By “stuff” I mean the myriad distractions that demand your attention throughout the day: that new meditation app that seems so much more effective that the 5 other meditation apps you have on your phone; that new workout or diet technique you saw on social media; that new Instagram account to follow; this new shirt that would make your work wardrobe so much better; etc.

Related post: All That Stuff You Own Is Ruining Your Life; Here’s Why

Learning to stay no is not about rejecting people; more often than not it’s about discerning between what is essential and what is merely fleeting.

boundary-setting tips

Most of the time, setting boundaries is about saying no to your social media feed, the never-ending scrolling, or the incessant buzz and allure of new ventures or pursuits.

Do you do that?

Can you do that?

Are you committed to preserving your attention and prioritizing your time and energy?

Think about it: if you are incapable of saying no to things that are unimportant and respect your decision, how can you say ‘no’ to someone you love?

The Distinction Between “Likes/Wants” and “Loves/Needs”

Learning to set boundaries is inherently linked to aligning your actions you’re your personal/core values and aspirations.

Do you even know what they are? And why?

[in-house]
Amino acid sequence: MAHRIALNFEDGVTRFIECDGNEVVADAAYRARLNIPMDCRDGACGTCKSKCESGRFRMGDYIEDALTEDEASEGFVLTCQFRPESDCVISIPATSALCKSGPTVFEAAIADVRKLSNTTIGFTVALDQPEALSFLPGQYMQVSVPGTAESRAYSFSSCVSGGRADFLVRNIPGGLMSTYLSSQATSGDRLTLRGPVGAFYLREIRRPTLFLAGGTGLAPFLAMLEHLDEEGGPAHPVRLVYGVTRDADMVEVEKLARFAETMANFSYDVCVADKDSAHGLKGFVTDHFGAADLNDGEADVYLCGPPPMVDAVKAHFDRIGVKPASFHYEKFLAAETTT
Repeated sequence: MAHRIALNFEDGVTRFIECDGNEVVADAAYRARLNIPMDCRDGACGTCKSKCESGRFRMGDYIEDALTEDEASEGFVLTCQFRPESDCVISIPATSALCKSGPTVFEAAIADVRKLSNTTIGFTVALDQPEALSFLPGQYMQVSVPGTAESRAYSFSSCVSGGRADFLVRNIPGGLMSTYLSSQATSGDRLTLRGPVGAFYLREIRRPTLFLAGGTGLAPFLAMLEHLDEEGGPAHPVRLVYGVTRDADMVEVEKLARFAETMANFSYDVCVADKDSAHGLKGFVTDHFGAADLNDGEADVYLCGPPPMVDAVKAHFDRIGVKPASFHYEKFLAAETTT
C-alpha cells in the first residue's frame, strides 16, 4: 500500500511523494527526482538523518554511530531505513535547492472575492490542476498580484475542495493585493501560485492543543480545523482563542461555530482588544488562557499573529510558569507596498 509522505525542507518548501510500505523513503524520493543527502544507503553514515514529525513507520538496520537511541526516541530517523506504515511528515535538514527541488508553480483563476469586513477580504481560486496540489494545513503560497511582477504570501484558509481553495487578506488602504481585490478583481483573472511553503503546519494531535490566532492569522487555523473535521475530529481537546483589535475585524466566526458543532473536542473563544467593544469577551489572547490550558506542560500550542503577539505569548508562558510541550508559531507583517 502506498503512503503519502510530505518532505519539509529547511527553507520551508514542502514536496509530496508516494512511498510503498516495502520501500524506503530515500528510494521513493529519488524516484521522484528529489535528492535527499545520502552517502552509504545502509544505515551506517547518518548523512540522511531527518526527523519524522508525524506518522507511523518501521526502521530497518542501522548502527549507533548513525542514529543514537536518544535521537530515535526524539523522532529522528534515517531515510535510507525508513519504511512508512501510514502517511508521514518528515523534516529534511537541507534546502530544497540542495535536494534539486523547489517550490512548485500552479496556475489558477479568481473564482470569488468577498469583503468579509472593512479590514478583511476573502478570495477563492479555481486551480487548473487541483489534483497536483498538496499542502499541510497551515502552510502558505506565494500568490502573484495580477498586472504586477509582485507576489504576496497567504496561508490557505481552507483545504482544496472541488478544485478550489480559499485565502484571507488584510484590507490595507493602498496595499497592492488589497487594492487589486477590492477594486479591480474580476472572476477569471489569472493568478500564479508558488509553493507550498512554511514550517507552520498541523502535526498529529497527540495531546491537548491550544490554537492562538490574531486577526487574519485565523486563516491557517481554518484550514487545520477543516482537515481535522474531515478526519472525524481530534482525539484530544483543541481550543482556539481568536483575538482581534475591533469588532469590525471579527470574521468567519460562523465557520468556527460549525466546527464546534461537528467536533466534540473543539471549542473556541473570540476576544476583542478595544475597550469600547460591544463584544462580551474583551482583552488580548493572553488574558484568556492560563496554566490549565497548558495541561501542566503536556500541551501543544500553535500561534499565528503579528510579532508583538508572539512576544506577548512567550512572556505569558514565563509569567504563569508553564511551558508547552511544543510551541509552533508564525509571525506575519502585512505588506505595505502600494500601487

Boundaries are what help us navigate the tension between our likes and wants (i.e., immediate gratification) and our long-term fulfilment (i.e., our loves and needs). They are specific to us, NOT general rules about how other people should or should not behave.

In this sense, it is impossible to identify the right boundaries for us if we don’t know what truly matters to us (in other words, our priorities), and what our goals are.

This process involves introspection, and requires us to apply a certain level of critical thinking, detached from our passions and urges… and it is not an easy thing to do.

That’s why, when it comes to boundaries, we like to focus on other people’s behavior instead of our own).

Setting boundaries becomes a deliberate act of self-preservation, a means of staying true to our true self, amidst pressures form, yes, the external world, but also, and mostly, our EGO.

Dealing with Guilt

Only once we do that, can we finally reframe boundary-setting as an act of self-respect and empowerment, rather than as a rejection of others.

Setting boundaries can finally emerge as necessary for self-care and personal growth.

It’s not about pushing other people away; it’s about honoring ourselves.

In conclusion, setting boundaries is a multifaceted process that begins with the self. It’s about recognizing and honoring our core values and desires, and aligning our actions with those values.

It’s not about pushing other people away or being rude; it’s about recognizing and saying no to distractions, and staying true to ourselves and our goals.

clarity journal

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About Steph

I am a personal growth/self-management enthusiast. I was able to completely transform my life using everything I share here. I hope this blog helps you transform yours as well.